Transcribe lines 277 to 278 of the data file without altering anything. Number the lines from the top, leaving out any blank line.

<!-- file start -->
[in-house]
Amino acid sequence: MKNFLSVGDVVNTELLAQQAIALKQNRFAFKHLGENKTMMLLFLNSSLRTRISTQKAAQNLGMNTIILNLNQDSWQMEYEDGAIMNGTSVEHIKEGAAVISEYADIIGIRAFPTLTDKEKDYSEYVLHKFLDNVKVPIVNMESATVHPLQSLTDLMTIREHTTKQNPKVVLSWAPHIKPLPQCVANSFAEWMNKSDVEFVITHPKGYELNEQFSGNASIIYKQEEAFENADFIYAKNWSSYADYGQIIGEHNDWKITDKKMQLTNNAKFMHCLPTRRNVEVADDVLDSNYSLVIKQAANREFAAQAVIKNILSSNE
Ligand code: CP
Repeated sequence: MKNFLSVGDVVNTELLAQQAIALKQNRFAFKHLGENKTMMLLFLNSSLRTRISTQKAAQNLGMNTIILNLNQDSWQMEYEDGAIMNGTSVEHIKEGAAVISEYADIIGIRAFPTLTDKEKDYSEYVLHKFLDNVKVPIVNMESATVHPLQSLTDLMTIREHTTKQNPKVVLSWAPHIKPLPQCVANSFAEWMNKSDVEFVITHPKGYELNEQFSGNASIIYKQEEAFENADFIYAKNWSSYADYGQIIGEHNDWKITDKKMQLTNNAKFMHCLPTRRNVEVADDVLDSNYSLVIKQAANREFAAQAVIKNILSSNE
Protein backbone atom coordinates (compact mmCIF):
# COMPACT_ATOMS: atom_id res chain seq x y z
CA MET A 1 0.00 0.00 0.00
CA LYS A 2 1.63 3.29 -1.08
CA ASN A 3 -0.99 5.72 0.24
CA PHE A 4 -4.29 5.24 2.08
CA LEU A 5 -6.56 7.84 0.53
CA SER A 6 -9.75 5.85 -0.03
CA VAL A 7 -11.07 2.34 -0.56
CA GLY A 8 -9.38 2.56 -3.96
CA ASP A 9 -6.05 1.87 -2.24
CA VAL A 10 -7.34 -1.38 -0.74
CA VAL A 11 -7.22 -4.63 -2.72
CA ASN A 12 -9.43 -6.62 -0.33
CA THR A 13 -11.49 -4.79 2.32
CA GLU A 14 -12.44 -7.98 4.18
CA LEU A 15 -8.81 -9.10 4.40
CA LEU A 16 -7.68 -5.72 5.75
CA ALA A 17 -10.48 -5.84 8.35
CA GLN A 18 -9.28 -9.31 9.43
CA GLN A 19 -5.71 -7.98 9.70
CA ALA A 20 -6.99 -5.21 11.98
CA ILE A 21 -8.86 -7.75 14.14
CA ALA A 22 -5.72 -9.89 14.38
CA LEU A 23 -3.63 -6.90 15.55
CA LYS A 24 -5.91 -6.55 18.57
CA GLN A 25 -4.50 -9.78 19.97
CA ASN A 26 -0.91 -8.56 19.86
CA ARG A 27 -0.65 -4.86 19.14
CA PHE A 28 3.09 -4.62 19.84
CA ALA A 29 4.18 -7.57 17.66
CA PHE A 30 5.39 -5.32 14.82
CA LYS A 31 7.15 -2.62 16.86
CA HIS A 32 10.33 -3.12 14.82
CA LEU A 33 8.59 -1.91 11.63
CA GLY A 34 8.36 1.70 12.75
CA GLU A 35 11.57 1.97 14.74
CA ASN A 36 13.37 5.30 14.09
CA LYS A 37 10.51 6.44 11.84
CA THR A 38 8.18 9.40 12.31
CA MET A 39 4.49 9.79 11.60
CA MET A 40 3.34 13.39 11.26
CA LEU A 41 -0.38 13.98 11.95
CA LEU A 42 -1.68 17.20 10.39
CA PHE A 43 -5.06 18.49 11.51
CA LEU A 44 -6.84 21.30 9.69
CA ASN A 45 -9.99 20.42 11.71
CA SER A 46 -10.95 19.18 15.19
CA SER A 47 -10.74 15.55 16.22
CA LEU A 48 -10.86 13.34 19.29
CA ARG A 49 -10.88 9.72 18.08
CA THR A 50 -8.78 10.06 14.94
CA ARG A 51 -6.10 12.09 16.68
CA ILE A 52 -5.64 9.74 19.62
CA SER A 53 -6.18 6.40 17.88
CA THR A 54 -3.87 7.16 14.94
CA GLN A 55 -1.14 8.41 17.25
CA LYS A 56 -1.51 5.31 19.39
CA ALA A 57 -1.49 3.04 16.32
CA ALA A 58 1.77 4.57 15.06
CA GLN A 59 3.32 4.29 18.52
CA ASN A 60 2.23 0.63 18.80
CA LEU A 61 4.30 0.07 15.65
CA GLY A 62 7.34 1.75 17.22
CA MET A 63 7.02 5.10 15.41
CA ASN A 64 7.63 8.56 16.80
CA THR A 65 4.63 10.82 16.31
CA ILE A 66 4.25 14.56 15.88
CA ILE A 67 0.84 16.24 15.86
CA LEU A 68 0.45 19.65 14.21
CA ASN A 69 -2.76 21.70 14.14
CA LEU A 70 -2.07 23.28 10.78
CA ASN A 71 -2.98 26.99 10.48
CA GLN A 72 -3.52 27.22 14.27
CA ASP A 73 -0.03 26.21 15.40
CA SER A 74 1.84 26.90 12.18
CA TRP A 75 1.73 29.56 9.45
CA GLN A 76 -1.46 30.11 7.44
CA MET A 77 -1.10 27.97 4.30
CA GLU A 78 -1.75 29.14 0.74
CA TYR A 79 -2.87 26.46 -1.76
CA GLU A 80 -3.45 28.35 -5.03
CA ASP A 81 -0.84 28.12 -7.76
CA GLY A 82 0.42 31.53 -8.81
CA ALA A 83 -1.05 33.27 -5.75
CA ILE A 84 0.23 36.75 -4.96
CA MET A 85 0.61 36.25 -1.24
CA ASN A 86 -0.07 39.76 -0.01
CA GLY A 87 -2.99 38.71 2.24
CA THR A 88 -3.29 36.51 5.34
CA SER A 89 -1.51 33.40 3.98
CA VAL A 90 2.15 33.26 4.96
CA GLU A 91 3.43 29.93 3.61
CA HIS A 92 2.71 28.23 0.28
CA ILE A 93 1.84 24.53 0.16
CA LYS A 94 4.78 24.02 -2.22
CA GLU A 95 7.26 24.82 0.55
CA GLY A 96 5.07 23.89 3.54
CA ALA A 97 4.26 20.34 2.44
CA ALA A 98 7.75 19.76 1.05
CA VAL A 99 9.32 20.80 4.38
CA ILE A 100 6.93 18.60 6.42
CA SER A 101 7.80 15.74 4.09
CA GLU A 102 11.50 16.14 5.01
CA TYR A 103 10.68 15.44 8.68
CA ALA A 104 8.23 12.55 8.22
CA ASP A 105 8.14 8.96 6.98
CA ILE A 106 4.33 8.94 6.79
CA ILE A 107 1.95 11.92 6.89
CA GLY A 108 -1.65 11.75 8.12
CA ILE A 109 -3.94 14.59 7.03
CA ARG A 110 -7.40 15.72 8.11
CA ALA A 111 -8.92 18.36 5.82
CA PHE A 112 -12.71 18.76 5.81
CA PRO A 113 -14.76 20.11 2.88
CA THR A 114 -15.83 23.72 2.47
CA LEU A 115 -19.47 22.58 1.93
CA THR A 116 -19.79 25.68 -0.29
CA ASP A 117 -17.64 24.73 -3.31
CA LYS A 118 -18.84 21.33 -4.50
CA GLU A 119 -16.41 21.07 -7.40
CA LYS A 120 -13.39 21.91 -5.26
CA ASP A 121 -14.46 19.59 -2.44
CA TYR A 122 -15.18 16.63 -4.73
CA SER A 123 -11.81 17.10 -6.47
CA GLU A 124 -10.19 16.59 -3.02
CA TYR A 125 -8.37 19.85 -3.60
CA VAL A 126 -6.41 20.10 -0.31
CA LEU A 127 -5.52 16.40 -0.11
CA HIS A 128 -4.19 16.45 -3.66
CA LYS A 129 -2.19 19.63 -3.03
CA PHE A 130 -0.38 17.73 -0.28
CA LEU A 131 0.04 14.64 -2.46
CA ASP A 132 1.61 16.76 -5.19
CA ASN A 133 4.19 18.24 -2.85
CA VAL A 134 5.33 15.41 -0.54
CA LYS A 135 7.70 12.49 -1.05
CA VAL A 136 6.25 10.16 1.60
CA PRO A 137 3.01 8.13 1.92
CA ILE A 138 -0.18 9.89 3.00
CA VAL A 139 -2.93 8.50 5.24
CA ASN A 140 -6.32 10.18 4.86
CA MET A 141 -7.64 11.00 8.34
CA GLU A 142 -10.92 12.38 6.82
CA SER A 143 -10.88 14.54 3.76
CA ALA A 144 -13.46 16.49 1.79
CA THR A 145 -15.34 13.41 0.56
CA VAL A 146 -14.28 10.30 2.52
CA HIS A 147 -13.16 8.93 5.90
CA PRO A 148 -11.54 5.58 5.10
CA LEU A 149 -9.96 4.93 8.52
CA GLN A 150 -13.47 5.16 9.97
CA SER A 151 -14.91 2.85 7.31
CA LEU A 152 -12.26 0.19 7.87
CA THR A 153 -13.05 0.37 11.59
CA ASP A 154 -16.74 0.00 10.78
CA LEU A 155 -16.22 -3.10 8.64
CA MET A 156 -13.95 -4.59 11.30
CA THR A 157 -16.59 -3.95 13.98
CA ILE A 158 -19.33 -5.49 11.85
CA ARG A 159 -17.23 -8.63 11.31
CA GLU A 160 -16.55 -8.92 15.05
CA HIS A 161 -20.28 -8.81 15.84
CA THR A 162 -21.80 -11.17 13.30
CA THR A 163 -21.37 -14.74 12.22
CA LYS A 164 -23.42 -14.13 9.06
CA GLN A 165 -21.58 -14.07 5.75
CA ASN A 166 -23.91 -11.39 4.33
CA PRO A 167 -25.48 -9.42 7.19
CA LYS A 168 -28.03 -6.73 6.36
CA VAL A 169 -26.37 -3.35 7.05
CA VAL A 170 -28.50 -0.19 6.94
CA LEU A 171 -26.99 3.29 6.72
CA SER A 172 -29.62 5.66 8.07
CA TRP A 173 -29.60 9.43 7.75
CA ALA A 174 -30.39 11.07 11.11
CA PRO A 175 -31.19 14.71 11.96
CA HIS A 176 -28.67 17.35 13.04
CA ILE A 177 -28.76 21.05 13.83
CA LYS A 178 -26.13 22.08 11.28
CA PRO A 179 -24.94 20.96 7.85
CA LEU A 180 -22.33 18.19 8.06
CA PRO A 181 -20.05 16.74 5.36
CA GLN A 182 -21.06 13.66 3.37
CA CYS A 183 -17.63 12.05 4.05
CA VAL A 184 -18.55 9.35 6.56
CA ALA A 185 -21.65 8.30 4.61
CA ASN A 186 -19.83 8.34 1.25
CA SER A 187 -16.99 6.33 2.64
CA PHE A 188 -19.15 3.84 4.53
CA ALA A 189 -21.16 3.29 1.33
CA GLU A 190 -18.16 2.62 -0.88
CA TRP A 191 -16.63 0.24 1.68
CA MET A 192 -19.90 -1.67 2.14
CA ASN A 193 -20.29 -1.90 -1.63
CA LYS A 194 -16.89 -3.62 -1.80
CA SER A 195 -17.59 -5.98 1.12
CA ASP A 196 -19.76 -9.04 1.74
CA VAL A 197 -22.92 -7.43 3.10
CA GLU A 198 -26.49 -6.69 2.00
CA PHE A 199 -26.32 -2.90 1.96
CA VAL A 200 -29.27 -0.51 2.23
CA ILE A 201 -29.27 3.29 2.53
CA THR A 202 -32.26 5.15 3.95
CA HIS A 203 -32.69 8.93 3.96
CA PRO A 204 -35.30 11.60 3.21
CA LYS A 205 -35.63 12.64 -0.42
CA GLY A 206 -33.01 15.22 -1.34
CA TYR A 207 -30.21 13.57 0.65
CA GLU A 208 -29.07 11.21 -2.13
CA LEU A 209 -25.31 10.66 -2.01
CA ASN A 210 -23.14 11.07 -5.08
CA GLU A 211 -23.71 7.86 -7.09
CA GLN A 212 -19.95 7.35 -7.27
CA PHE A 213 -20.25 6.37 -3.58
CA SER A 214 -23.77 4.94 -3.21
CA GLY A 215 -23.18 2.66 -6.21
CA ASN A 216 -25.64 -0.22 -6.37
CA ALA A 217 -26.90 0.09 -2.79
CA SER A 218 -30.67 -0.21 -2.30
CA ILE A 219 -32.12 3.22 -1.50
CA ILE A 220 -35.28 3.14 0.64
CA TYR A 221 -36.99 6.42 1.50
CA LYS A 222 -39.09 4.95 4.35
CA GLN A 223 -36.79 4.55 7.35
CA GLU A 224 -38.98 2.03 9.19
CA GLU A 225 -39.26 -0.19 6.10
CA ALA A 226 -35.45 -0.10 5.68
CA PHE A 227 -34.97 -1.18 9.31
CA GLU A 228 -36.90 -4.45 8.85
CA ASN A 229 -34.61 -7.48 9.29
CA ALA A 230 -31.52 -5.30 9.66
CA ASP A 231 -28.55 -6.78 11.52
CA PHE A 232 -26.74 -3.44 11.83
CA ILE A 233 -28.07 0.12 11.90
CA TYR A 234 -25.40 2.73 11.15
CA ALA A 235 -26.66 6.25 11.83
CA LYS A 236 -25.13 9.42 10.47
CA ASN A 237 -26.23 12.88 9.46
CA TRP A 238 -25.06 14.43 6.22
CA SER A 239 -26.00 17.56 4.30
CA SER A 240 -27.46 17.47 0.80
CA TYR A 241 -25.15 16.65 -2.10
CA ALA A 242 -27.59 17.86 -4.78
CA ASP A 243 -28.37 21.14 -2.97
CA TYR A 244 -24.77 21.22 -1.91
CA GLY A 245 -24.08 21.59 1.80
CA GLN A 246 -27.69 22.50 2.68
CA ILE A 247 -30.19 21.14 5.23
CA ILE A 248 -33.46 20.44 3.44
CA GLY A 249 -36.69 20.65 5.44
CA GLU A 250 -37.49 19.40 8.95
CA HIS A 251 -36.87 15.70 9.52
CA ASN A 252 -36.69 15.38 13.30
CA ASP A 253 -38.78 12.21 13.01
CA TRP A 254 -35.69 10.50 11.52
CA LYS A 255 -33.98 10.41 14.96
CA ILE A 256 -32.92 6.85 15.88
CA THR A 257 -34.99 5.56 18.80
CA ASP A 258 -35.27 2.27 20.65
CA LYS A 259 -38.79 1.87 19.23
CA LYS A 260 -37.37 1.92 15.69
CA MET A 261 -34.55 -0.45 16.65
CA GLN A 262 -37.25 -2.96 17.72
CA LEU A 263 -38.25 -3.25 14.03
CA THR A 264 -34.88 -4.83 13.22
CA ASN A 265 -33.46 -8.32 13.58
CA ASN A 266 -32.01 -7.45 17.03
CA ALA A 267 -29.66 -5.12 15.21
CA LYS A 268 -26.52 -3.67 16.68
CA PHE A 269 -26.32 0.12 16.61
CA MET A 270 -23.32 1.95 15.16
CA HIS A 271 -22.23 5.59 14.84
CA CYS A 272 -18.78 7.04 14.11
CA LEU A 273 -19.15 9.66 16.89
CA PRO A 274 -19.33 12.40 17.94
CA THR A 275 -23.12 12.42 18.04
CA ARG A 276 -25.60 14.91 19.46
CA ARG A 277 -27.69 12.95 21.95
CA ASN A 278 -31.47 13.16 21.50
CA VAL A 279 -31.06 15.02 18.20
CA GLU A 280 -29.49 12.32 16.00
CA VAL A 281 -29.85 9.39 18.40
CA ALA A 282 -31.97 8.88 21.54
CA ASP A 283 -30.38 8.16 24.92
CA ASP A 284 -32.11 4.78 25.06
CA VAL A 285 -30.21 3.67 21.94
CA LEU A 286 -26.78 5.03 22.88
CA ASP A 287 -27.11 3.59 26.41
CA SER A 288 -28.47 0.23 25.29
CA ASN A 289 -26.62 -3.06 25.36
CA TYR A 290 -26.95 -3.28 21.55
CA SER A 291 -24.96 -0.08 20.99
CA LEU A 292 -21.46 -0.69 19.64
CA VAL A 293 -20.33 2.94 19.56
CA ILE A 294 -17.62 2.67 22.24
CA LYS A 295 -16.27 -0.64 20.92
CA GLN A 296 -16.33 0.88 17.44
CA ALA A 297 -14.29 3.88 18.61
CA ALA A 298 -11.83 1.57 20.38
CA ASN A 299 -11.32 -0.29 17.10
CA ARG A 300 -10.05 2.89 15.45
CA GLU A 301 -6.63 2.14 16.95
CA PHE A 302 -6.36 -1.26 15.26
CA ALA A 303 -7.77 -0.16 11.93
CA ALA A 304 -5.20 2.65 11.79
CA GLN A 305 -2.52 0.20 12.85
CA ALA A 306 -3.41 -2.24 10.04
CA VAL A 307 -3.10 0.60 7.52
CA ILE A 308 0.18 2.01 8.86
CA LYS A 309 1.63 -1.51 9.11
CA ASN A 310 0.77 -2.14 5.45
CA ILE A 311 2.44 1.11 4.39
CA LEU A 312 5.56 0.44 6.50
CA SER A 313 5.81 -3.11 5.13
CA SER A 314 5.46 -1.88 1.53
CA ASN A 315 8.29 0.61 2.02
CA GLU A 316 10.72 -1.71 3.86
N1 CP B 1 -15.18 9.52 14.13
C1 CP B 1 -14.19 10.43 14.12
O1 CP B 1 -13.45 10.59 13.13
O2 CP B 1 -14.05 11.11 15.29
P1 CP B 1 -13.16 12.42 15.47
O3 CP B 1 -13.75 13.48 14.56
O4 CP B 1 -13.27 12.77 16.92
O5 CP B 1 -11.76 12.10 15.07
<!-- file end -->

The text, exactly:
CA HIS A 271 -22.23 5.59 14.84
CA CYS A 272 -18.78 7.04 14.11